I thought for this year, let's go for "Now for something completely different."
Between all the bowl games and Christmas movies on TV, the Science Channel has been showing a Mythbusters marathon for last couple of weeks. That, my friends, is a lot of episodes - more than I could ever take in. But I have enjoyed watching a few of the episodes.
I often refer to the Mythbusters show when explaining session-based testing in some of my software testing classes and workshops. Mythbusters is a perfect example of how to set-up a test, perform it, then evaluate the results.
However, in watching several episodes back-to-back, some clear trends emerged that I have not previously related to what we do as software testers.
You don't see the written plans, but believe me, they are there. Of course, you have the episode script, but there is much more going on behind the scenes. The crew has to get all the resources in place for the show. Some of the resources get expensive. In one episode I counted eight cars destroyed. Then you have explosives, the permissions to use the explosives, chemicals, the permission to use dangerous chemicals, special cameras and other devices. The list could go on, but the point is that those items, just like the items you need for testing, do not just magically appear. It takes planning.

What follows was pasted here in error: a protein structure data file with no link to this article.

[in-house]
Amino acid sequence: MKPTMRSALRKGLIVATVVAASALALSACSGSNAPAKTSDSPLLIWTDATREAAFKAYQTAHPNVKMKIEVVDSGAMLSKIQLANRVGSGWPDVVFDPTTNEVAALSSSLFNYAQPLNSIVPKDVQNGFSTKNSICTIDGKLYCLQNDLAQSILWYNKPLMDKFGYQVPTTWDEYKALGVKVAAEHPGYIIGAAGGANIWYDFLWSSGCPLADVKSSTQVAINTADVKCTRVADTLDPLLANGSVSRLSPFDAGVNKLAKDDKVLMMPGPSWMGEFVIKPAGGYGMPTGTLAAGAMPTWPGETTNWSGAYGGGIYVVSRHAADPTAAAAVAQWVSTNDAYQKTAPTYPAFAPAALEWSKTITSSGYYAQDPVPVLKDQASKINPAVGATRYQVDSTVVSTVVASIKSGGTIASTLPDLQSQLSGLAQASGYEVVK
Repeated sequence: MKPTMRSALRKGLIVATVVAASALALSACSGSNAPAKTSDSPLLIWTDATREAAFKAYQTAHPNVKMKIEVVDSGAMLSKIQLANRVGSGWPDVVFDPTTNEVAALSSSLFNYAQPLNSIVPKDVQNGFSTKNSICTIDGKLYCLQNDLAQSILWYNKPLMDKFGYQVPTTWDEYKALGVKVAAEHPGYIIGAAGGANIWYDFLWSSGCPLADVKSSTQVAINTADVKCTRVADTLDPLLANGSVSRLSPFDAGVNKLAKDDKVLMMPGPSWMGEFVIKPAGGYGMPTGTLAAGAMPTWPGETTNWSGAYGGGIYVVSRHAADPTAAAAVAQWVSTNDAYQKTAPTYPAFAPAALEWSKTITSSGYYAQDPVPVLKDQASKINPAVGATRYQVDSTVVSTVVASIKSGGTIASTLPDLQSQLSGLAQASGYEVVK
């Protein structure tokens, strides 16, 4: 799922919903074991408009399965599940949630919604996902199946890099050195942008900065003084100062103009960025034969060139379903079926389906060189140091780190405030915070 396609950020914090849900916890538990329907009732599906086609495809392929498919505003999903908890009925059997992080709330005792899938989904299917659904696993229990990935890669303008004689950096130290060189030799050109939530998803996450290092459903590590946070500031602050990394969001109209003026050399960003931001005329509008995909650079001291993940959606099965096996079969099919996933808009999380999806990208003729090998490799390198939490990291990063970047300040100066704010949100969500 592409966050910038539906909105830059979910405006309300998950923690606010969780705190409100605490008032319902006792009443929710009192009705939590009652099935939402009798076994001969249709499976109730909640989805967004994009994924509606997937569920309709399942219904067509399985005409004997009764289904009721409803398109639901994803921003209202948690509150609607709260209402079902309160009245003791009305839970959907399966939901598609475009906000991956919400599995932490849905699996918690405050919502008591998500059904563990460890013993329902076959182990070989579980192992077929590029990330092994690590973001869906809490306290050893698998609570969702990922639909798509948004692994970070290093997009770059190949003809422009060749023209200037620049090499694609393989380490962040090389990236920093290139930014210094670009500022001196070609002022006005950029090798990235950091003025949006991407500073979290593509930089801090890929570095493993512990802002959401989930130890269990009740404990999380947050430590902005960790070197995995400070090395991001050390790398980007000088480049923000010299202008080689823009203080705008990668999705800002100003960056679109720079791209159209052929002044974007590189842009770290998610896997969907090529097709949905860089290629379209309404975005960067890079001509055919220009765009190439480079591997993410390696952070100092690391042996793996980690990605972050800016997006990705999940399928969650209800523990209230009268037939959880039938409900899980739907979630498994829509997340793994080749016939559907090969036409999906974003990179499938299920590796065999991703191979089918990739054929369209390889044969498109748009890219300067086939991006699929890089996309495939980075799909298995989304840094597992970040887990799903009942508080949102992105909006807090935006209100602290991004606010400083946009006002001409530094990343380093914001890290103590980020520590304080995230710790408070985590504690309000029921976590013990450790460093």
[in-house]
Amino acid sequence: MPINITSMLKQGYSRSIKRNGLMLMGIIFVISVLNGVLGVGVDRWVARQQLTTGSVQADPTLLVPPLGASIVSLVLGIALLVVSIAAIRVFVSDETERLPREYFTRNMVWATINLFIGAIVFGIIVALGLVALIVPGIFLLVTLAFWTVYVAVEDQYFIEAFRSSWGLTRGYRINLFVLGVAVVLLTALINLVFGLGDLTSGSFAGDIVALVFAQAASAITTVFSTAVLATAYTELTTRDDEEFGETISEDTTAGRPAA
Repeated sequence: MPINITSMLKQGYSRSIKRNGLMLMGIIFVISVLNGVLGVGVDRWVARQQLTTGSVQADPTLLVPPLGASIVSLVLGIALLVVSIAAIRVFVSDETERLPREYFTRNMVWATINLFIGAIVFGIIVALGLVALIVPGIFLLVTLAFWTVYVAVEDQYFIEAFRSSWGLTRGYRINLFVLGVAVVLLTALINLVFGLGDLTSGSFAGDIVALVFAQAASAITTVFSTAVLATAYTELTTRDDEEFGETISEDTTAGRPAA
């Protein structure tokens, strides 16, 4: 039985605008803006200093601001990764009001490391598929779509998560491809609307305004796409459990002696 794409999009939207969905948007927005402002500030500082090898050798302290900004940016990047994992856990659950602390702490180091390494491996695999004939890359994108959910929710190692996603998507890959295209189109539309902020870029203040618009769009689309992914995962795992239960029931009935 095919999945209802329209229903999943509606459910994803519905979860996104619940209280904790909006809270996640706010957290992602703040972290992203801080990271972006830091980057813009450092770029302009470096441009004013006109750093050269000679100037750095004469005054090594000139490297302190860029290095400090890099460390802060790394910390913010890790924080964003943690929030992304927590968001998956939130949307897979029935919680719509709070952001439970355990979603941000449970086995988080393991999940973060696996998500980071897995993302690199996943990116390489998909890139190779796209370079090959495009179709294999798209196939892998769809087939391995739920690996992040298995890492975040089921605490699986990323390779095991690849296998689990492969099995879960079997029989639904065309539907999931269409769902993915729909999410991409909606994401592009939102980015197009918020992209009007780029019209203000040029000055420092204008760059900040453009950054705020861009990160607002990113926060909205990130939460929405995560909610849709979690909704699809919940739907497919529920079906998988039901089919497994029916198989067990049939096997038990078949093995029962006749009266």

It is impressive how each of the Mythbusters collaborate and get along. They may disagree on some things, but each one is committed to letting the test tell the story. They ask for input and feedback and it's refreshing to not see the drama that plays out in some of the "reality" shows.
When it comes to things beyond their scope of knowledge, the Mythbusters bring in a subject matter expert to evaluate the test results.
The Mythbusters are fanatics which it comes to measuring what they do. Not only do they measure things, but they are careful to take good baseline and control measurements BEFORE they perform the test. If the Mythbusters can measure how much pressure it takes to get candy away from a baby, we can measure what we do in testing.
The Mythbusters allocate certain amounts of time to their tests. That allows them to estimate the time needed for the entire test. The time for each of the tasks varies due to the complexity of the test. Setting the scope of the test is very important. The test is focused on ONE thing, not several. That allows them to stay right on point and on time.
It appeared to me the total test time broke into:
- Planning - They discuss the urban legend to be busted or confirmed and how they plan to conduct the tests.
- Set-up - This often takes up the largest percentage of time, depending on the specific test. In some cases, they go to very elaborate means to create the closest conditions possible to the purported occurrence of the original (supposedly) event. In one show, the crew built a jail cell out of cinder blocks, poured concrete in the inner space and reinforced it with rebar. That alone would have taken multiple days.